The idea behind this AI-powered framework is to establish a more holistic understanding of how human interventions are impacting ecosystems across different scales — whether that is spatial, temporal, or over a variety of economies. Such a wide-ranging, “big picture” view into the past and present, would better equip governments and organizations with the data they would need to ensure the “sustained delivery” of ecosystem services — basically, the things like clean air and water, dependable food production and resources — all of which we take for granted that nature will provide.
In addition, the framework would also transcend the narrow boundaries that different research disciplines might place on measuring biodiversity loss, which can sometimes have ecological, sociocultural and economic implications that may not be immediately apparent.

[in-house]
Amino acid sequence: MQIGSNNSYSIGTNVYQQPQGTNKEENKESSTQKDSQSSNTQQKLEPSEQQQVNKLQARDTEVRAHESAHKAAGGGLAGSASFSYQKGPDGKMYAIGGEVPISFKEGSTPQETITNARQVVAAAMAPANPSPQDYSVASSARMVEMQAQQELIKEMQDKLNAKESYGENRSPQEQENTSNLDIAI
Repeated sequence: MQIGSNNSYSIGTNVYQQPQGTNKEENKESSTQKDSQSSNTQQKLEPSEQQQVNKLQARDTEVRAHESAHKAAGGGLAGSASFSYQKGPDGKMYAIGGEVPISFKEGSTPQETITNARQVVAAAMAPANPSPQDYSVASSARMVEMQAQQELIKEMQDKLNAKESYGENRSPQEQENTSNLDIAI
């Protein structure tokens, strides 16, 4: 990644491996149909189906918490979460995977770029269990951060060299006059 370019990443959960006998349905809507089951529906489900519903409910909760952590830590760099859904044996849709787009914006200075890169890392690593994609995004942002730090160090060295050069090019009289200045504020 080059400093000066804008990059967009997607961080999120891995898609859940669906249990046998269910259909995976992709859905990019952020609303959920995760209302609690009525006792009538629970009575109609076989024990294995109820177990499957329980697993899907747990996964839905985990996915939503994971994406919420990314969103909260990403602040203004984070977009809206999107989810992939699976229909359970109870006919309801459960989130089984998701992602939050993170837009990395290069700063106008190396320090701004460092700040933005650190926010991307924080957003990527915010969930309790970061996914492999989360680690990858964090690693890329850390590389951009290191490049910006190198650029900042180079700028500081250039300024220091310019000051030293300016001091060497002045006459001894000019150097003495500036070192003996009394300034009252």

“Discipline-constrained approaches may neglect process interactions, result in research undertaken at inappropriate or disconnected scales, or use discipline-specific tools that are inadequate to address cross-disciplinary questions,” noted the team. “Decision-making frameworks that enable the prioritization of interventions for the sustainable use of ecosystems typically require multiple lines of evidence from different disciplines, making decisions by stakeholders challenging, especially when relationships between socioeconomic and ecological priorities are not linear.”
To test out their proposal, the researchers applied AI-based tools t0 freshwater ecosystems, due to their diversity, wide geographic distribution, and because they are increasingly threatened by pollution and degradation. In particular, their study focused on a lake for which they had extensive ecological and biological data.